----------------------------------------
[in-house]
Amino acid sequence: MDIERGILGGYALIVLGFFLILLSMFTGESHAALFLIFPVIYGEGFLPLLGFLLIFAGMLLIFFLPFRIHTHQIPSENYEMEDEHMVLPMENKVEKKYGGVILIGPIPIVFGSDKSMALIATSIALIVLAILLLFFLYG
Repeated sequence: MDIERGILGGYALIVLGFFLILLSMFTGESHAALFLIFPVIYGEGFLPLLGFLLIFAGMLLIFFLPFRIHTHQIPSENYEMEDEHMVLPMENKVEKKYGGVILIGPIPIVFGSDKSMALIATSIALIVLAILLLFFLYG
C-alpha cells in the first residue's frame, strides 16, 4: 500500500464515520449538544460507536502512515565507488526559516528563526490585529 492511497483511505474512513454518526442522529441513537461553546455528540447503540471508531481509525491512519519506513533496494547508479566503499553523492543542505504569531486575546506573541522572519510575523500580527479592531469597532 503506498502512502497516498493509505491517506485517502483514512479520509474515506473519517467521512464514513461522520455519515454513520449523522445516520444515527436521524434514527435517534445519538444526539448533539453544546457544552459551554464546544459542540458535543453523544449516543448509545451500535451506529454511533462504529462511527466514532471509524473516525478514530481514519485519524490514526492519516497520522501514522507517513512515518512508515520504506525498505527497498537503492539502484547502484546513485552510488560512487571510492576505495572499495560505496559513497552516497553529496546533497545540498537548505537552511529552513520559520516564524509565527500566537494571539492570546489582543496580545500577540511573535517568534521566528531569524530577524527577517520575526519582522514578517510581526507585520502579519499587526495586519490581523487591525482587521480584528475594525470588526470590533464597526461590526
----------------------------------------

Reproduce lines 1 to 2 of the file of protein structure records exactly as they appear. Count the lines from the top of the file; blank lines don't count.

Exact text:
[in-house]
Amino acid sequence: MDIERGILGGYALIVLGFFLILLSMFTGESHAALFLIFPVIYGEGFLPLLGFLLIFAGMLLIFFLPFRIHTHQIPSENYEMEDEHMVLPMENKVEKKYGGVILIGPIPIVFGSDKSMALIATSIALIVLAILLLFFLYG